An off-center post commemorating an off-center week.
I’ve been on vacation a few weeks back, driving more than 1,000 miles in between some of the most pristine day hikes in Virginia and North Carolina. Changing your routine almost always leads to a fresh perspective on issues you’ve been spending time thinking about, and this case was no different. I was thinking about Google.
Google has been desperately trying to diversify its lines of business further and further away from its search engine cash cow. Some of its more recent +$500M acquisitions were geared towards these new markets: Nest ($3.2B, home automation), Dropcam ($550M, home automation), Skybox Imaging ($500M, satellites), and Waze ($960M, GPS navigation). As well as its Moonshots portfolio: Google Glass, Project Loon and the Self-Driving Car project.
What all of those cutting-edge technology investments have in common, is that Google continues to apply them in the domain it knows best: directly to consumers. At least for Glass, that approach did not pan out well. Home automation does not seem to be panning out the way optimist may have expected. And when’s the last time we’ve heard about a new killer feature from Waze/Google Maps?
Consider a few (imaginary) press releases:
- Google announces a shift of its Self-Driving Car project to be focused on trucks rather than consumer cars, as well as a partnership with Wal-Mart to transition its entire truck fleet to be autonomous by 2025 (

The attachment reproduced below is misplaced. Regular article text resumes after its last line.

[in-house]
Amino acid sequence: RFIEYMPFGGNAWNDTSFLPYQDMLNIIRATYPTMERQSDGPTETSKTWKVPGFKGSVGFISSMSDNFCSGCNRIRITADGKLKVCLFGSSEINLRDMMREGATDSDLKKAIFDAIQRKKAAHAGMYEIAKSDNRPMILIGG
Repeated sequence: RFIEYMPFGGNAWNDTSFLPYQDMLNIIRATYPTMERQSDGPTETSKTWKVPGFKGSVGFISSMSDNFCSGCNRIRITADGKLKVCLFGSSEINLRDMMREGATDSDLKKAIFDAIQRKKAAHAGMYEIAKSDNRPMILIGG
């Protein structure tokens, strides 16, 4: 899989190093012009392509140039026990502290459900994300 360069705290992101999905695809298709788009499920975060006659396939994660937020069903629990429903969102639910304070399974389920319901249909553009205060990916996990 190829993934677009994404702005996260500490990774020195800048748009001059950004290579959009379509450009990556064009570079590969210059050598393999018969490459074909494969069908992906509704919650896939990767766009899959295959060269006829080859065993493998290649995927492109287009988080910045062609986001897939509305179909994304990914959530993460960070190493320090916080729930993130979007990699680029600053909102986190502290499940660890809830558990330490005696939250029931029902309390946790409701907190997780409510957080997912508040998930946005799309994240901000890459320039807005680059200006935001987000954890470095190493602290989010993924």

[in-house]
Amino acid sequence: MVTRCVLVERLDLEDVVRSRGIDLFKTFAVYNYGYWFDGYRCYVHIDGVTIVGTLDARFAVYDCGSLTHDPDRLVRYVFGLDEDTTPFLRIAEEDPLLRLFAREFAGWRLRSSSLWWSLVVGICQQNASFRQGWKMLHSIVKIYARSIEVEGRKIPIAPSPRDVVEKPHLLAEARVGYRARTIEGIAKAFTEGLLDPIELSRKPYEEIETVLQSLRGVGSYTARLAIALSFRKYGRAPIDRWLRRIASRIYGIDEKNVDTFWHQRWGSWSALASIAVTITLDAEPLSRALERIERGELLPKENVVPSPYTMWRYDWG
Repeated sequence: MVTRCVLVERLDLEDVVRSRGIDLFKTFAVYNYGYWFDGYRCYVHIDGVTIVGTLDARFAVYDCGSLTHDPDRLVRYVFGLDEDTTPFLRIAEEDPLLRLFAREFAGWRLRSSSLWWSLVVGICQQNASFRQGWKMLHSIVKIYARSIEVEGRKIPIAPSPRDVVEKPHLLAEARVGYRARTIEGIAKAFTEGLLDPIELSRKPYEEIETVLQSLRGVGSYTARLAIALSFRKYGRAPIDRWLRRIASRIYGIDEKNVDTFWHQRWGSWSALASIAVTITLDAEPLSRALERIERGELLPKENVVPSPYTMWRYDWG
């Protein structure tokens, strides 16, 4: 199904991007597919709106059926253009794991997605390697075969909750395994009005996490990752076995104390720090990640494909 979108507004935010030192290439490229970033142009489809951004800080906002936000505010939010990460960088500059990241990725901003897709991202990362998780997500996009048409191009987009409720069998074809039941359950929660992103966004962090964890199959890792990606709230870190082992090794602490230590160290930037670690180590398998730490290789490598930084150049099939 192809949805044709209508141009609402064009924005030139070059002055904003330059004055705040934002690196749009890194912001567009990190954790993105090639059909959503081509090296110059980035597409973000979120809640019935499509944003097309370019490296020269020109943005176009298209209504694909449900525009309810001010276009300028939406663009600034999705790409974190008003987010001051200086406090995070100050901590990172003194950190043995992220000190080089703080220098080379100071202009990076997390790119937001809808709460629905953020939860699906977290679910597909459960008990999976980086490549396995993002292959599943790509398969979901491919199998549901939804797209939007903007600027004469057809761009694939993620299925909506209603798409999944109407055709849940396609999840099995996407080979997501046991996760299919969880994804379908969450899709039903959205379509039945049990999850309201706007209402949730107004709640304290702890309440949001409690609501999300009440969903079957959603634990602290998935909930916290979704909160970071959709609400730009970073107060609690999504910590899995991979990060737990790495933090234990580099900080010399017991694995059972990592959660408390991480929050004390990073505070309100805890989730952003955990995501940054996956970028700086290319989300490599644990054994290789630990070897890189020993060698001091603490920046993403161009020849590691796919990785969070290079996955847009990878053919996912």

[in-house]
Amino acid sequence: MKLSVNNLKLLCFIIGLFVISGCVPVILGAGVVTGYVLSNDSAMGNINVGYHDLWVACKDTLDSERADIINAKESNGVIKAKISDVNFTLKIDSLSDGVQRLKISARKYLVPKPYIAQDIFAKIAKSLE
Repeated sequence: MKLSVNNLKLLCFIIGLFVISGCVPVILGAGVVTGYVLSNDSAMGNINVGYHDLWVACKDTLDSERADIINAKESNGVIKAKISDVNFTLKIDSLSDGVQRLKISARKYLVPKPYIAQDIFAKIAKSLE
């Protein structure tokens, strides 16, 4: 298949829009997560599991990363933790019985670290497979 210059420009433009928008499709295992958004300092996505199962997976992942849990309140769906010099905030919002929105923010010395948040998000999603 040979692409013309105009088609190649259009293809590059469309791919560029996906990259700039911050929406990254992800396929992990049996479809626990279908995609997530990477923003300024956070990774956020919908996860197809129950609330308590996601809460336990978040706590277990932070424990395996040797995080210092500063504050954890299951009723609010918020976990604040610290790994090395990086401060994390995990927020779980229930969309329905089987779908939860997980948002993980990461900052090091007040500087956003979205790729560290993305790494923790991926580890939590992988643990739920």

- Google announces a partnership with Kaiser Permanente to equip surgeons in all of its hospitals with a Google Glass version customized to assist in surgeries (this is already sort-of happening)
- Google announces a new fork of the Android OS called Dandroid designed to become the operating system for all commercial drones
- Google announces a new product in its Maps portfolio called Waze Commercial aimed at becoming the platform for truck navigational assistance and freight tracking.
There are some interesting advantages in going with a businesses-first approach to adopting cutting edge technologies. An autocratic/centralized decision-making process, and a profit-driven motive can be leveraged to reach scale and drive adoption much quicker than in some direct-to-consumer scenarios.
There’s already regulatory progress in the UK to enable the testing of self-driving trucks. Meanwhile, companies like Airware (drones) and TruckerPath (trucks) are starting to capture incumbent positions with products that seem like not-so-radical extension of existing Google Products.
Granted, successfully building products for the enterprise requires a different type of corporate DNA than a consumer products company. But given that these growth areas are completely consistent with Google’s “to organize the world’s information…” mission, and Google’s sheer organizational size which should probably be able to support this kind of organizational diversity, if constructed thoughtfully, perhaps it’s time for a Google Commercial division?